As such, it's time to start looking at the possibility of replacing this truck early instead of continuing to pour money into an asset that's near the end of its life cycle. There is the possibility in place to buy a stock unit from Pierce Manufacturing for $920,000, which is about $300-$500,000 less than it would cost to buy a custom unit but about $200,000 more than the combined balance of the money saved for the purchase of a new truck and the trade-in value of the existing truck. That overrun would have to be borrowed or come out of the city's fund balances for us to be able to make this move.

Borrowing and/or digging into fund balances to replace a piece of equipment early isn't something we want to do if we can avoid it, but in this case it appears to be a fiscally prudent move. Furthermore, there is a safety factor to consider: Buying the stock unit from Pierce, as recommended by staff, is the quickest way to have an operational truck in place and helping protect our community.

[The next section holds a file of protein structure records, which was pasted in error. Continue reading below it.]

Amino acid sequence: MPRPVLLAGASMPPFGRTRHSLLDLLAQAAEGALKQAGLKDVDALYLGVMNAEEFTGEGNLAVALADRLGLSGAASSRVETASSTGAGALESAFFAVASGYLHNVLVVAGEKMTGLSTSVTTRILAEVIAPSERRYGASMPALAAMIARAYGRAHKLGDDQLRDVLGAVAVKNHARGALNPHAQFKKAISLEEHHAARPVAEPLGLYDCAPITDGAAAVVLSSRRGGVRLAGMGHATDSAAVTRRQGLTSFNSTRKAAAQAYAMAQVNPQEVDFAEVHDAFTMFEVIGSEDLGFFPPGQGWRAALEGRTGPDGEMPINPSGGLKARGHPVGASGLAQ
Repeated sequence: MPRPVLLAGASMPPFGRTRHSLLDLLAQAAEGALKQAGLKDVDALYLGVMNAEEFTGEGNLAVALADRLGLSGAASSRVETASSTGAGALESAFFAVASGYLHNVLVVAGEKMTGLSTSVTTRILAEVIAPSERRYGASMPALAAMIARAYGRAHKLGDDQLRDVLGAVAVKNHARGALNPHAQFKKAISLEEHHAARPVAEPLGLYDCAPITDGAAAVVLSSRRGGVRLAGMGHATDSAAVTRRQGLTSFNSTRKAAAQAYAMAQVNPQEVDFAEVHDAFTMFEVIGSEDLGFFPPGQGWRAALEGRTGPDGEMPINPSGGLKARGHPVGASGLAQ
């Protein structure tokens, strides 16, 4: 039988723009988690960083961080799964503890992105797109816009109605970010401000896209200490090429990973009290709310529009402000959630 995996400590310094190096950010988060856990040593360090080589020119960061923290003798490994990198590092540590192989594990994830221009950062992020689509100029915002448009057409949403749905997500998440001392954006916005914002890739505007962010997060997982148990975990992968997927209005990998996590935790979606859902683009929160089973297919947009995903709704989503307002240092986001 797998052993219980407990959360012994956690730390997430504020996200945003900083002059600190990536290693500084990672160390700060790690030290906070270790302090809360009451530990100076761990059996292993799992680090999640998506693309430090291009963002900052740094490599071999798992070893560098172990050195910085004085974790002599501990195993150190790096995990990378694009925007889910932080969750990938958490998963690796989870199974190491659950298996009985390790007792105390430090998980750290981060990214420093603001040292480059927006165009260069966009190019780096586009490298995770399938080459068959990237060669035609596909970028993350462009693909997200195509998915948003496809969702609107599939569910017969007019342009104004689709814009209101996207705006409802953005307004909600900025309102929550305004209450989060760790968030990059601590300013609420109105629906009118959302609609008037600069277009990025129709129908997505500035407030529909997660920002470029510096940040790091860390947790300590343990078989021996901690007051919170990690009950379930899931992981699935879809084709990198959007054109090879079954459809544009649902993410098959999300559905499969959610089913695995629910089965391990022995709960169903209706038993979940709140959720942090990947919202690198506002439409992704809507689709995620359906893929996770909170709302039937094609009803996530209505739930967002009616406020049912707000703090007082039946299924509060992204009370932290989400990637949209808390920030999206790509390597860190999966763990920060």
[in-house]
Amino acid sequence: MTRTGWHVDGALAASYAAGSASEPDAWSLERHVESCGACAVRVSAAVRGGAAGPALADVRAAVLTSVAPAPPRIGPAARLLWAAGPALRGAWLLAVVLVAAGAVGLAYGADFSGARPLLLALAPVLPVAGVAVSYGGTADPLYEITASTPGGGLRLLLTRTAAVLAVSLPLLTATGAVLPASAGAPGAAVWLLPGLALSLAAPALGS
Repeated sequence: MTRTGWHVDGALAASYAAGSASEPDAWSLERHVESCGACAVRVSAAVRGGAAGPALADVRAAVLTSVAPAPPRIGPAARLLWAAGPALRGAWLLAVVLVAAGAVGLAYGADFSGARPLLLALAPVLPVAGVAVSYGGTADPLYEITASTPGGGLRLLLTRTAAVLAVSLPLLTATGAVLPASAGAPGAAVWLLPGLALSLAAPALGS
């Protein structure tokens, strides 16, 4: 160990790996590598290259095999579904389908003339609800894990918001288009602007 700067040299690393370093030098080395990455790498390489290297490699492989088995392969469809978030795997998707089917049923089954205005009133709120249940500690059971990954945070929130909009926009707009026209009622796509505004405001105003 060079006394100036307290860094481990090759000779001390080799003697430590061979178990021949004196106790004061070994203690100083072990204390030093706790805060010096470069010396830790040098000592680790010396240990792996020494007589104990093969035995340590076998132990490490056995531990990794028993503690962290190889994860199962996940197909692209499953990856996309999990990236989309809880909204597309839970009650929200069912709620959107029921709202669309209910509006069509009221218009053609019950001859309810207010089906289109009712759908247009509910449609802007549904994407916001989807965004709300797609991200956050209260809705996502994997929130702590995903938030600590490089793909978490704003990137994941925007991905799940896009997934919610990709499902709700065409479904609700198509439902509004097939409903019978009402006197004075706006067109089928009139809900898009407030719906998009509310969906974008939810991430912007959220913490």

Assuming this item passes the CEA Review Committee, it will also appear as an action item before the Finance and Safety & Licensing Committees on Wednesday and Thursday, respectively.

Municipal Services Committee, Tuesday, 5:30 pm

I've written previously about the five latest streets being discussed as part of Appleton's on-street bike plan. A month ago three alderpersons called for portions of Capitol Drive, Prospect Avenue, Roemer Road, N. Oneida Street and Telulah Avenue to have bike lanes installed in the coming years to help add connectivity of lanes when other portions of those streets or nearby streets are reconstructed. That resolution was held at the June 24 meeting and will be heard again on Tuesday night.

Bike lanes have been one of the more challenging topics we've heard during my time on the council, as we've frequently heard from people who have a wide variety of opinions on the city's responsibility to create bicycle-friendly infrastructure and what it means to do so.

Four months ago I made a list of frequently-asked questions regarding bike lanes, and odds are we'll answer many of those questions again on Tuesday.